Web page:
Join for FREE
It only takes a minute!
(Redirected from Athene cunicularia grallaria)
Thirteen to twenty-three subspecies are recognized for this species. In the past, Burrowing Owl was placed in genus Speotyto; it is now placed in genus Athene as the only "new world" representative.
Among the subspecies, Western hypugaea is slightly paler than floridiana in Florida. Florida birds are also more heavily spotted, with less buff underparts.
Open areas, mostly with some trees or bushes.
Though mainly a nocturnal hunter, Burrowing Owls are fairly active during the daytime. In broad daylight, these diminutive hunters perch conspicuously in the open, whether on the ground next to the entrance hole or on a neaby post. Fairly bold, typically allows people fairly close, unless it has owlets in the nest. Like most birds, they are very protective of their young.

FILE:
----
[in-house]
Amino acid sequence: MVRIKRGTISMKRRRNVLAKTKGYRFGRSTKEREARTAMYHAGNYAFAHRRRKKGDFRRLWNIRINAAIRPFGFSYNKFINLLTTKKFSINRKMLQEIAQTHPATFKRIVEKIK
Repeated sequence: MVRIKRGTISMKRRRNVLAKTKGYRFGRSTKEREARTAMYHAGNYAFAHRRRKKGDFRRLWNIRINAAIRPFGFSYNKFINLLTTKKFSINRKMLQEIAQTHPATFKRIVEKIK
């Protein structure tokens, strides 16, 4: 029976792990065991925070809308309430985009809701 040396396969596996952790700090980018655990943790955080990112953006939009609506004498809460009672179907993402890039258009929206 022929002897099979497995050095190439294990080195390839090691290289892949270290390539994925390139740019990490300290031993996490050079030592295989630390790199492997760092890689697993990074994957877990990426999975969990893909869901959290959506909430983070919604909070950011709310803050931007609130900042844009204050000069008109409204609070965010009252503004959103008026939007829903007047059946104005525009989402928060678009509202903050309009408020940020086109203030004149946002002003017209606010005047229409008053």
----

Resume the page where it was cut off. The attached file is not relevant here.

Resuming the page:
A strong flyer, often seen in low, undulating flight. Burrowing Owls are also adept at hovering, fluttering like an American Kestrel over their prey.
Though they will excavate their own burrows, they will readily commandeer the (sometimes) abandoned nests of creatures such as ground squirrels, prairie dogs, armadillos, and gophers.
Eats a range of prey, including crickets, grasshoppers, beetles, and small rodents. Places the dung of animals such as bison or cattle near its nest hole. The function of this was until recently unknown, but has been proven to attract beetles and other insects; a tasty snack.
 External Links